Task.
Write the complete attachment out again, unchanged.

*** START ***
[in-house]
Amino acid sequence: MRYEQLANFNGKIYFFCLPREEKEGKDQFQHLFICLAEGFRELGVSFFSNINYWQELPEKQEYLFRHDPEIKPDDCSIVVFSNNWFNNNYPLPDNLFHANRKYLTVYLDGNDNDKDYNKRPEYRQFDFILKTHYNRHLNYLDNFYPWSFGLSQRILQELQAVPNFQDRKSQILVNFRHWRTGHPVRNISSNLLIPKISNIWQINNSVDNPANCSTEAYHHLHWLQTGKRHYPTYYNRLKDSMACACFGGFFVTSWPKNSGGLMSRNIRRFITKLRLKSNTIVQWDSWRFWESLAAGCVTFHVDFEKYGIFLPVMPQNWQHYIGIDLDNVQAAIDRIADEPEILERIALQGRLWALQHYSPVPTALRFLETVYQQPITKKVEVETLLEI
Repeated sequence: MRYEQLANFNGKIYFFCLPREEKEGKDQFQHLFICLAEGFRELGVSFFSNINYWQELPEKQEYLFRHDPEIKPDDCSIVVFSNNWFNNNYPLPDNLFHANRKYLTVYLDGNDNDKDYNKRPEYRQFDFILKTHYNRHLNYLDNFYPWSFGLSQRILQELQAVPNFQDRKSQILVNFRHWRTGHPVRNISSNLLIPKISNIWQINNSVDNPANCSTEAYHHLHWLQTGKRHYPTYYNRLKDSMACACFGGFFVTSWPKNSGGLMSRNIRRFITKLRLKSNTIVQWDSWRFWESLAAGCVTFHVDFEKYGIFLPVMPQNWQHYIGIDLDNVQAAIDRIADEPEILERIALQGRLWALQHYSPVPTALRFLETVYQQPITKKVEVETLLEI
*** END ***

[in-house]
Amino acid sequence: MRYEQLANFNGKIYFFCLPREEKEGKDQFQHLFICLAEGFRELGVSFFSNINYWQELPEKQEYLFRHDPEIKPDDCSIVVFSNNWFNNNYPLPDNLFHANRKYLTVYLDGNDNDKDYNKRPEYRQFDFILKTHYNRHLNYLDNFYPWSFGLSQRILQELQAVPNFQDRKSQILVNFRHWRTGHPVRNISSNLLIPKISNIWQINNSVDNPANCSTEAYHHLHWLQTGKRHYPTYYNRLKDSMACACFGGFFVTSWPKNSGGLMSRNIRRFITKLRLKSNTIVQWDSWRFWESLAAGCVTFHVDFEKYGIFLPVMPQNWQHYIGIDLDNVQAAIDRIADEPEILERIALQGRLWALQHYSPVPTALRFLETVYQQPITKKVEVETLLEI
Repeated sequence: MRYEQLANFNGKIYFFCLPREEKEGKDQFQHLFICLAEGFRELGVSFFSNINYWQELPEKQEYLFRHDPEIKPDDCSIVVFSNNWFNNNYPLPDNLFHANRKYLTVYLDGNDNDKDYNKRPEYRQFDFILKTHYNRHLNYLDNFYPWSFGLSQRILQELQAVPNFQDRKSQILVNFRHWRTGHPVRNISSNLLIPKISNIWQINNSVDNPANCSTEAYHHLHWLQTGKRHYPTYYNRLKDSMACACFGGFFVTSWPKNSGGLMSRNIRRFITKLRLKSNTIVQWDSWRFWESLAAGCVTFHVDFEKYGIFLPVMPQNWQHYIGIDLDNVQAAIDRIADEPEILERIALQGRLWALQHYSPVPTALRFLETVYQQPITKKVEVETLLEI